You should not feel utterly devoid of any sausage at all only because it’s made with processed meat. A small amount of sausage can still be given if they are fond of eating it.
Pattern and period of consumption also play a role
Other factors also play a role in how dangerous or threatening sausages can be; if you feed “small amounts” of processed sausages daily or even weekly, then it is a cause for alarm. It would help if you were not giving your dog that much sausage. If they are eating it continually every other day or week, your dog WILL develop many health problems such as heart or kidney diseases or even pancreatitis.
Are all Ingredients in Sausages Harmful for a Dog?
No, most contents of sausages are safe for dogs to eat. A dog’s food is often purely meat and vegetables-based, which means that it is healthy and safe for dogs to consume meat.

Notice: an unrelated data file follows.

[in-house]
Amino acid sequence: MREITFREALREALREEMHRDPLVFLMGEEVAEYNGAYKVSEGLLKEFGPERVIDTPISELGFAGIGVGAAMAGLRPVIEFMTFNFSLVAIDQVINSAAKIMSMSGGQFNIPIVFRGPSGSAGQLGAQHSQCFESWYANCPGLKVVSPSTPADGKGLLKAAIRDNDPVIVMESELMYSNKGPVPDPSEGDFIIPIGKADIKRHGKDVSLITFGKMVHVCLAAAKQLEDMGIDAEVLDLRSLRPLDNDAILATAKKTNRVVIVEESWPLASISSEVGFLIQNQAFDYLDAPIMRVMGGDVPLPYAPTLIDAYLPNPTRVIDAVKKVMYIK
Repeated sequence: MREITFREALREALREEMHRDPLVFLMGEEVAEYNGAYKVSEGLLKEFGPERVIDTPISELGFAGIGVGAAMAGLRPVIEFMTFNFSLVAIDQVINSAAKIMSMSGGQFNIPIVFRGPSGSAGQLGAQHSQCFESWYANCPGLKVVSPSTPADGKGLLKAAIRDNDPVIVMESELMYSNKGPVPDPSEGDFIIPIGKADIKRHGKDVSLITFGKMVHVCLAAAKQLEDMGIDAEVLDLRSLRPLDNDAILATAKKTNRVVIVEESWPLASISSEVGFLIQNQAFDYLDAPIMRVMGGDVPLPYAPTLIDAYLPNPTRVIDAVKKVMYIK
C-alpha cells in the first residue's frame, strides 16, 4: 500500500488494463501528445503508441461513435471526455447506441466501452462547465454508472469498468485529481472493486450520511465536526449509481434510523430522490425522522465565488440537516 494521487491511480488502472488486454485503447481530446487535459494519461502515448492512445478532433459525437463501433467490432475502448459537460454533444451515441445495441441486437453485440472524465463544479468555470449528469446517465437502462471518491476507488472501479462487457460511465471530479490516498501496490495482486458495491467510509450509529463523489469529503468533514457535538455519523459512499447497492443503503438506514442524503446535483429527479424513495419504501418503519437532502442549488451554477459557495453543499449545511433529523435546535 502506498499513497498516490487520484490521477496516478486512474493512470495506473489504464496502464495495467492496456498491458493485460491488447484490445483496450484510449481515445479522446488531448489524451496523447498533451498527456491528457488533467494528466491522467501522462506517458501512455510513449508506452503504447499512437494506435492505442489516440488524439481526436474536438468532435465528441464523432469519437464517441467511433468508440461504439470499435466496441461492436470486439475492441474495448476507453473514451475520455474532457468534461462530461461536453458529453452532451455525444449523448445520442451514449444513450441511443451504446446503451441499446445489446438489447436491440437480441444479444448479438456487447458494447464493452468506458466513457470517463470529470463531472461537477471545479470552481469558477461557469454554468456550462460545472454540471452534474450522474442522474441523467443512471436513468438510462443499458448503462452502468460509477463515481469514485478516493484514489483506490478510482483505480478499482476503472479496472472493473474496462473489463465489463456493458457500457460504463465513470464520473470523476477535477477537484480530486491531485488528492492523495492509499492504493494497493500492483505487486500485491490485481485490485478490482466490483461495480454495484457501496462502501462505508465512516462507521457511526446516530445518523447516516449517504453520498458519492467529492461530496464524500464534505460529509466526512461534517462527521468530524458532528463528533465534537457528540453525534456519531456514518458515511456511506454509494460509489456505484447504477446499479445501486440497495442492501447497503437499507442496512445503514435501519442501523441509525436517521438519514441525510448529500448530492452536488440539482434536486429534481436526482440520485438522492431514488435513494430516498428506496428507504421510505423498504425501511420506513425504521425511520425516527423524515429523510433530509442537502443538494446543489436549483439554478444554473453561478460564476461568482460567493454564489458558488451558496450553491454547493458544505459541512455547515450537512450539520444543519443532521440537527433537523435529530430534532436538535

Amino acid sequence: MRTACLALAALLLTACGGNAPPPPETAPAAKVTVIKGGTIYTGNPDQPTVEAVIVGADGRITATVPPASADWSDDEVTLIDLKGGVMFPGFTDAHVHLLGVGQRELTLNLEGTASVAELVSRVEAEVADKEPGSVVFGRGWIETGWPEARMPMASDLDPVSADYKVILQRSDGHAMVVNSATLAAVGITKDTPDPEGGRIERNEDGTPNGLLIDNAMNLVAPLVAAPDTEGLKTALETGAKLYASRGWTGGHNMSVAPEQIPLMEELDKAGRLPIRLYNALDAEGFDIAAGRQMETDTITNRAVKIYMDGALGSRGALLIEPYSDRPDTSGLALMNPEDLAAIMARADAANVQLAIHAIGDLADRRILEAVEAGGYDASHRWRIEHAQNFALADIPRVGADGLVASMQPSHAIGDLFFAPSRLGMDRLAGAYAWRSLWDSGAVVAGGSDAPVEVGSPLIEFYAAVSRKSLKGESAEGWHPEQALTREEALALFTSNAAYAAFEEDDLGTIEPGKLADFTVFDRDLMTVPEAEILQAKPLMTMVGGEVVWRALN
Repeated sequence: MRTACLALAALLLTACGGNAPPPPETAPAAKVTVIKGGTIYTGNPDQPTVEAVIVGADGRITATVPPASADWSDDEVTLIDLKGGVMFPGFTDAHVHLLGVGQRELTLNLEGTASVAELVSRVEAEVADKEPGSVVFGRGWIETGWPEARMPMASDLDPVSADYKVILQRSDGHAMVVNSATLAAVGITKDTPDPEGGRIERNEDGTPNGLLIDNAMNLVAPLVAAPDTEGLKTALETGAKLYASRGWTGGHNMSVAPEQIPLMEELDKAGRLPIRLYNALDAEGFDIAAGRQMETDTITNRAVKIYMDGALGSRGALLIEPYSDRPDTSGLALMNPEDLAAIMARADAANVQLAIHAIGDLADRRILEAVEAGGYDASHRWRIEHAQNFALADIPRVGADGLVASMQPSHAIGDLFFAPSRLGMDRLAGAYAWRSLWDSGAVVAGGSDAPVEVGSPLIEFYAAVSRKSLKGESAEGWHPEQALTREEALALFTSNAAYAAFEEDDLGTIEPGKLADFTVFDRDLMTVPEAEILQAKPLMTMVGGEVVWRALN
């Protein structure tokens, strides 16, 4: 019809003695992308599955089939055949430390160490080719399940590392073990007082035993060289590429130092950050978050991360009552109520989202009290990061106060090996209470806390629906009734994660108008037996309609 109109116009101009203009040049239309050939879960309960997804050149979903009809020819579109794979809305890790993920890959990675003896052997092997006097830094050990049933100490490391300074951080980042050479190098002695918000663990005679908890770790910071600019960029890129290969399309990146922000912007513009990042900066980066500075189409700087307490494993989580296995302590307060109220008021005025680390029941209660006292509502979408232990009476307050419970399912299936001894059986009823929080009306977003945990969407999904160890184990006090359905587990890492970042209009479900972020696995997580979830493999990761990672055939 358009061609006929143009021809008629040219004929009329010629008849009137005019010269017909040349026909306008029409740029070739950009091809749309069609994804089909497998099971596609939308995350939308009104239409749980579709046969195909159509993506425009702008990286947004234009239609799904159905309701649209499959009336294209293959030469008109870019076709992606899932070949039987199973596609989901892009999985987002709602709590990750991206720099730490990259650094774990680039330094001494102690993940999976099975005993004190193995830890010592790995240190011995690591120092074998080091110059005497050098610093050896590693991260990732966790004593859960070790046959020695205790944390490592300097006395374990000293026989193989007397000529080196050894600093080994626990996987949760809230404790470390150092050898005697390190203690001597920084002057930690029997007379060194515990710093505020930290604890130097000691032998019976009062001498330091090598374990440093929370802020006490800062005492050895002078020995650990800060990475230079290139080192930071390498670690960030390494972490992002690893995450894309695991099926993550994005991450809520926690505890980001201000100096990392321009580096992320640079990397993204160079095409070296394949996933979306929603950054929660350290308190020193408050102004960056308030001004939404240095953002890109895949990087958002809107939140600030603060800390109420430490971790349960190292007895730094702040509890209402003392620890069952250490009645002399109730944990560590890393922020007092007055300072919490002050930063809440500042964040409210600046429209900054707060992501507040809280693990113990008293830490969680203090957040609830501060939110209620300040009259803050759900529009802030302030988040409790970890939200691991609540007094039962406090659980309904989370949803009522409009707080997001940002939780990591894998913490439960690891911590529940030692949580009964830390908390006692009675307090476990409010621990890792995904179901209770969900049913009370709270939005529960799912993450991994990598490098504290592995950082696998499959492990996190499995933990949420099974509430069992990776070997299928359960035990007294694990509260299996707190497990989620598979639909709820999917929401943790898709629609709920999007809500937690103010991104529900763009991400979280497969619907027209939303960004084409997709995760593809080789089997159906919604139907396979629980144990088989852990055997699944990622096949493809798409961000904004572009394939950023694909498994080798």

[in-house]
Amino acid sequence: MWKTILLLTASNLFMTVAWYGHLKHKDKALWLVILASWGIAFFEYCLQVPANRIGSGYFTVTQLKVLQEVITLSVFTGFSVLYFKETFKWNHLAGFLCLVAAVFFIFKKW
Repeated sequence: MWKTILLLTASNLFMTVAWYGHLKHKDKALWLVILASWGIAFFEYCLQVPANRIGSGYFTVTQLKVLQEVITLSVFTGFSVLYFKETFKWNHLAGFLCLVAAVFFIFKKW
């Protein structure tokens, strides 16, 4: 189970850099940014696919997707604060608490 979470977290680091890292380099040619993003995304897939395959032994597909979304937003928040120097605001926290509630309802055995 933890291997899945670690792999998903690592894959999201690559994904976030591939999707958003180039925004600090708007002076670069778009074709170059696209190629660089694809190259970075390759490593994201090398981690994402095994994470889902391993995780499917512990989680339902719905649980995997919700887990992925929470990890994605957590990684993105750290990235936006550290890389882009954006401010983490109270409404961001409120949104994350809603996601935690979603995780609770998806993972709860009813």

Referring to the main ingredient as “meat” is not enough. Whether the sausage in question is safe or not depends on what type of meat is used in it.
Some of the common kinds of sausage meats and their suitability for dogs have been mentioned below:
Lean beef contains high protein levels, which makes it a very fulfilling source of nutrition for your dog. Lean meat also helps dogs build their immune system because of its high content of iron.
Iron is a great way to protect your dog against many diseases and health problems such as it help prevent anemia, which is a prevalent disease in dogs and can be challenging to deal with.
Chicken is completely safe for a dog’s consumption and offers a variety of nutritional value and health advantages. It is an excellent source of protein for dogs; it also contains a suitable type of fatty acid, such as the omega-6, which boosts skin health.